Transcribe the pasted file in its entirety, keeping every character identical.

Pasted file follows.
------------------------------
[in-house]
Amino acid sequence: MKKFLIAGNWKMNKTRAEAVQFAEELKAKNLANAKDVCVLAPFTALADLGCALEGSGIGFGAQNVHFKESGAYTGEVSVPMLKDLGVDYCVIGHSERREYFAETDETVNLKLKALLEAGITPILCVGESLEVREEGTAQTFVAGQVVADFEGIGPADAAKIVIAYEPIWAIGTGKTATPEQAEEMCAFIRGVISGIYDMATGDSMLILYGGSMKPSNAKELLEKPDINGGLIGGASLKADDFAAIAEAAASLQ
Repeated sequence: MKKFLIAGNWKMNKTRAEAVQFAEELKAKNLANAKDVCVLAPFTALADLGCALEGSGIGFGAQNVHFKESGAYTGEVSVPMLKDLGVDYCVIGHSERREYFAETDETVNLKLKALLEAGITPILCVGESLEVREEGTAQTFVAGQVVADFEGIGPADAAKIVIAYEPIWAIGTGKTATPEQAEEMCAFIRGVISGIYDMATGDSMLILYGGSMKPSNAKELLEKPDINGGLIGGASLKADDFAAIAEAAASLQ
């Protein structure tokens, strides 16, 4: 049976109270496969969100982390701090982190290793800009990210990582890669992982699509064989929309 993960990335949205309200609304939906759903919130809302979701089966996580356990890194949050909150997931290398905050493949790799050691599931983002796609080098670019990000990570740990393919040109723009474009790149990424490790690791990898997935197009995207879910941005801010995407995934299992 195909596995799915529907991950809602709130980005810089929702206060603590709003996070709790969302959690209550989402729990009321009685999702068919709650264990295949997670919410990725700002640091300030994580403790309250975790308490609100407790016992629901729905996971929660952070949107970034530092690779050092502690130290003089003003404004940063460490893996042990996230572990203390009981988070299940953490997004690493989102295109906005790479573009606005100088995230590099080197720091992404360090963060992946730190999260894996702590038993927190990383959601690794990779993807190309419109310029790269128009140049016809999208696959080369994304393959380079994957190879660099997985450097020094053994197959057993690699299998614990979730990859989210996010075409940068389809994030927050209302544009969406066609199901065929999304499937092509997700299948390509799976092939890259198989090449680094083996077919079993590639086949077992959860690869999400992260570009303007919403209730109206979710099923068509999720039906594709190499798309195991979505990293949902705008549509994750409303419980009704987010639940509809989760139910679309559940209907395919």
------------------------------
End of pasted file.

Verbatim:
[in-house]
Amino acid sequence: MKKFLIAGNWKMNKTRAEAVQFAEELKAKNLANAKDVCVLAPFTALADLGCALEGSGIGFGAQNVHFKESGAYTGEVSVPMLKDLGVDYCVIGHSERREYFAETDETVNLKLKALLEAGITPILCVGESLEVREEGTAQTFVAGQVVADFEGIGPADAAKIVIAYEPIWAIGTGKTATPEQAEEMCAFIRGVISGIYDMATGDSMLILYGGSMKPSNAKELLEKPDINGGLIGGASLKADDFAAIAEAAASLQ
Repeated sequence: MKKFLIAGNWKMNKTRAEAVQFAEELKAKNLANAKDVCVLAPFTALADLGCALEGSGIGFGAQNVHFKESGAYTGEVSVPMLKDLGVDYCVIGHSERREYFAETDETVNLKLKALLEAGITPILCVGESLEVREEGTAQTFVAGQVVADFEGIGPADAAKIVIAYEPIWAIGTGKTATPEQAEEMCAFIRGVISGIYDMATGDSMLILYGGSMKPSNAKELLEKPDINGGLIGGASLKADDFAAIAEAAASLQ
């Protein structure tokens, strides 16, 4: 049976109270496969969100982390701090982190290793800009990210990582890669992982699509064989929309 993960990335949205309200609304939906759903919130809302979701089966996580356990890194949050909150997931290398905050493949790799050691599931983002796609080098670019990000990570740990393919040109723009474009790149990424490790690791990898997935197009995207879910941005801010995407995934299992 195909596995799915529907991950809602709130980005810089929702206060603590709003996070709790969302959690209550989402729990009321009685999702068919709650264990295949997670919410990725700002640091300030994580403790309250975790308490609100407790016992629901729905996971929660952070949107970034530092690779050092502690130290003089003003404004940063460490893996042990996230572990203390009981988070299940953490997004690493989102295109906005790479573009606005100088995230590099080197720091992404360090963060992946730190999260894996702590038993927190990383959601690794990779993807190309419109310029790269128009140049016809999208696959080369994304393959380079994957190879660099997985450097020094053994197959057993690699299998614990979730990859989210996010075409940068389809994030927050209302544009969406066609199901065929999304499937092509997700299948390509799976092939890259198989090449680094083996077919079993590639086949077992959860690869999400992260570009303007919403209730109206979710099923068509999720039906594709190499798309195991979505990293949902705008549509994750409303419980009704987010639940509809989760139910679309559940209907395919």